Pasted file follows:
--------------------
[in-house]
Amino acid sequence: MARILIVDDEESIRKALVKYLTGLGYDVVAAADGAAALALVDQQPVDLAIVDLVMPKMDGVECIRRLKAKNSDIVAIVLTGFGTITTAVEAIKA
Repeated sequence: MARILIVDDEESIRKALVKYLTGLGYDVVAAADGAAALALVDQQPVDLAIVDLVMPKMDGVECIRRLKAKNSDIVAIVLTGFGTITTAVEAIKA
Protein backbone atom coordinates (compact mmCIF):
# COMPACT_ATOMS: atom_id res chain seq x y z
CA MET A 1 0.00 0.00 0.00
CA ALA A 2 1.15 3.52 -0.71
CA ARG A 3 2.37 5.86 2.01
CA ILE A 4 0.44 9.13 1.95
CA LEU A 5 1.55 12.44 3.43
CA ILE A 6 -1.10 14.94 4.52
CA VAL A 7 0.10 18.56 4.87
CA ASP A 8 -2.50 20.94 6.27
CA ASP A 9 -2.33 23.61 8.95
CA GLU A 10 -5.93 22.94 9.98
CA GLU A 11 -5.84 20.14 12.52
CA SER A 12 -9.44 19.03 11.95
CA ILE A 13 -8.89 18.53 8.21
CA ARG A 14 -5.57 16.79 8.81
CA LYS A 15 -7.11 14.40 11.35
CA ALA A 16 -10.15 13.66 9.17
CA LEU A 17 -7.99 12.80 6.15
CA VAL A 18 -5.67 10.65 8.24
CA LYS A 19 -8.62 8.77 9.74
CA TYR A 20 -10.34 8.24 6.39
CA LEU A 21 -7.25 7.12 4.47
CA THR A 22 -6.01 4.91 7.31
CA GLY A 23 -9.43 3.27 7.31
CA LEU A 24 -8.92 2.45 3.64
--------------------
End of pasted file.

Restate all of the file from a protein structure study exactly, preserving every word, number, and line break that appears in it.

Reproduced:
[in-house]
Amino acid sequence: MARILIVDDEESIRKALVKYLTGLGYDVVAAADGAAALALVDQQPVDLAIVDLVMPKMDGVECIRRLKAKNSDIVAIVLTGFGTITTAVEAIKA
Repeated sequence: MARILIVDDEESIRKALVKYLTGLGYDVVAAADGAAALALVDQQPVDLAIVDLVMPKMDGVECIRRLKAKNSDIVAIVLTGFGTITTAVEAIKA
Protein backbone atom coordinates (compact mmCIF):
# COMPACT_ATOMS: atom_id res chain seq x y z
CA MET A 1 0.00 0.00 0.00
CA ALA A 2 1.15 3.52 -0.71
CA ARG A 3 2.37 5.86 2.01
CA ILE A 4 0.44 9.13 1.95
CA LEU A 5 1.55 12.44 3.43
CA ILE A 6 -1.10 14.94 4.52
CA VAL A 7 0.10 18.56 4.87
CA ASP A 8 -2.50 20.94 6.27
CA ASP A 9 -2.33 23.61 8.95
CA GLU A 10 -5.93 22.94 9.98
CA GLU A 11 -5.84 20.14 12.52
CA SER A 12 -9.44 19.03 11.95
CA ILE A 13 -8.89 18.53 8.21
CA ARG A 14 -5.57 16.79 8.81
CA LYS A 15 -7.11 14.40 11.35
CA ALA A 16 -10.15 13.66 9.17
CA LEU A 17 -7.99 12.80 6.15
CA VAL A 18 -5.67 10.65 8.24
CA LYS A 19 -8.62 8.77 9.74
CA TYR A 20 -10.34 8.24 6.39
CA LEU A 21 -7.25 7.12 4.47
CA THR A 22 -6.01 4.91 7.31
CA GLY A 23 -9.43 3.27 7.31
CA LEU A 24 -8.92 2.45 3.64